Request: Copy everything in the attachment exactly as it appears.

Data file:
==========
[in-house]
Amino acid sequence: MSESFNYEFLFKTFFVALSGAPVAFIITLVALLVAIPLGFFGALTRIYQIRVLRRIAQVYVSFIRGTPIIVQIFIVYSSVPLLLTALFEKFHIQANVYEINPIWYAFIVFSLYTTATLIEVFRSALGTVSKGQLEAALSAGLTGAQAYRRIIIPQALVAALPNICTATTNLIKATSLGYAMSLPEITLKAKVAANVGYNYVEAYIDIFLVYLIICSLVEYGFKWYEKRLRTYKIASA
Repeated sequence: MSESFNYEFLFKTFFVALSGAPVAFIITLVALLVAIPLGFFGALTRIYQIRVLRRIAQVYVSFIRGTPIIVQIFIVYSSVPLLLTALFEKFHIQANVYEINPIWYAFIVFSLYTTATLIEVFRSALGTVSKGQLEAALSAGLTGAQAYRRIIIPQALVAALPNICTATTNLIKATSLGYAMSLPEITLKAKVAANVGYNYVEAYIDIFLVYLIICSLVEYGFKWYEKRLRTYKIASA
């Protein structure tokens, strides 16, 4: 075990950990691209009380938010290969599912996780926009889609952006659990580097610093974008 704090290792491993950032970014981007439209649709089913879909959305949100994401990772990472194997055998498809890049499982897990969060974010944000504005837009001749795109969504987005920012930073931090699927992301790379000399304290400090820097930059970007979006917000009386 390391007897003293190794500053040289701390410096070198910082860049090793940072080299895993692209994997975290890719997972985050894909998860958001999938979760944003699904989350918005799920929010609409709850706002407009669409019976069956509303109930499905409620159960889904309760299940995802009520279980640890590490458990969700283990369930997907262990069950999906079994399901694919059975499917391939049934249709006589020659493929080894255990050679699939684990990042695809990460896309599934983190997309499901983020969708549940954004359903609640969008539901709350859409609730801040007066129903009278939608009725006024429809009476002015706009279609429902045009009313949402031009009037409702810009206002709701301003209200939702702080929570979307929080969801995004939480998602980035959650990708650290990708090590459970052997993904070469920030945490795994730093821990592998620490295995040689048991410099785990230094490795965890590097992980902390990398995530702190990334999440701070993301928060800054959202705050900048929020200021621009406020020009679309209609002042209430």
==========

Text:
[in-house]
Amino acid sequence: MSESFNYEFLFKTFFVALSGAPVAFIITLVALLVAIPLGFFGALTRIYQIRVLRRIAQVYVSFIRGTPIIVQIFIVYSSVPLLLTALFEKFHIQANVYEINPIWYAFIVFSLYTTATLIEVFRSALGTVSKGQLEAALSAGLTGAQAYRRIIIPQALVAALPNICTATTNLIKATSLGYAMSLPEITLKAKVAANVGYNYVEAYIDIFLVYLIICSLVEYGFKWYEKRLRTYKIASA
Repeated sequence: MSESFNYEFLFKTFFVALSGAPVAFIITLVALLVAIPLGFFGALTRIYQIRVLRRIAQVYVSFIRGTPIIVQIFIVYSSVPLLLTALFEKFHIQANVYEINPIWYAFIVFSLYTTATLIEVFRSALGTVSKGQLEAALSAGLTGAQAYRRIIIPQALVAALPNICTATTNLIKATSLGYAMSLPEITLKAKVAANVGYNYVEAYIDIFLVYLIICSLVEYGFKWYEKRLRTYKIASA
């Protein structure tokens, strides 16, 4: 075990950990691209009380938010290969599912996780926009889609952006659990580097610093974008 704090290792491993950032970014981007439209649709089913879909959305949100994401990772990472194997055998498809890049499982897990969060974010944000504005837009001749795109969504987005920012930073931090699927992301790379000399304290400090820097930059970007979006917000009386 390391007897003293190794500053040289701390410096070198910082860049090793940072080299895993692209994997975290890719997972985050894909998860958001999938979760944003699904989350918005799920929010609409709850706002407009669409019976069956509303109930499905409620159960889904309760299940995802009520279980640890590490458990969700283990369930997907262990069950999906079994399901694919059975499917391939049934249709006589020659493929080894255990050679699939684990990042695809990460896309599934983190997309499901983020969708549940954004359903609640969008539901709350859409609730801040007066129903009278939608009725006024429809009476002015706009279609429902045009009313949402031009009037409702810009206002709701301003209200939702702080929570979307929080969801995004939480998602980035959650990708650290990708090590459970052997993904070469920030945490795994730093821990592998620490295995040689048991410099785990230094490795965890590097992980902390990398995530702190990334999440701070993301928060800054959202705050900048929020200021621009406020020009679309209609002042209430």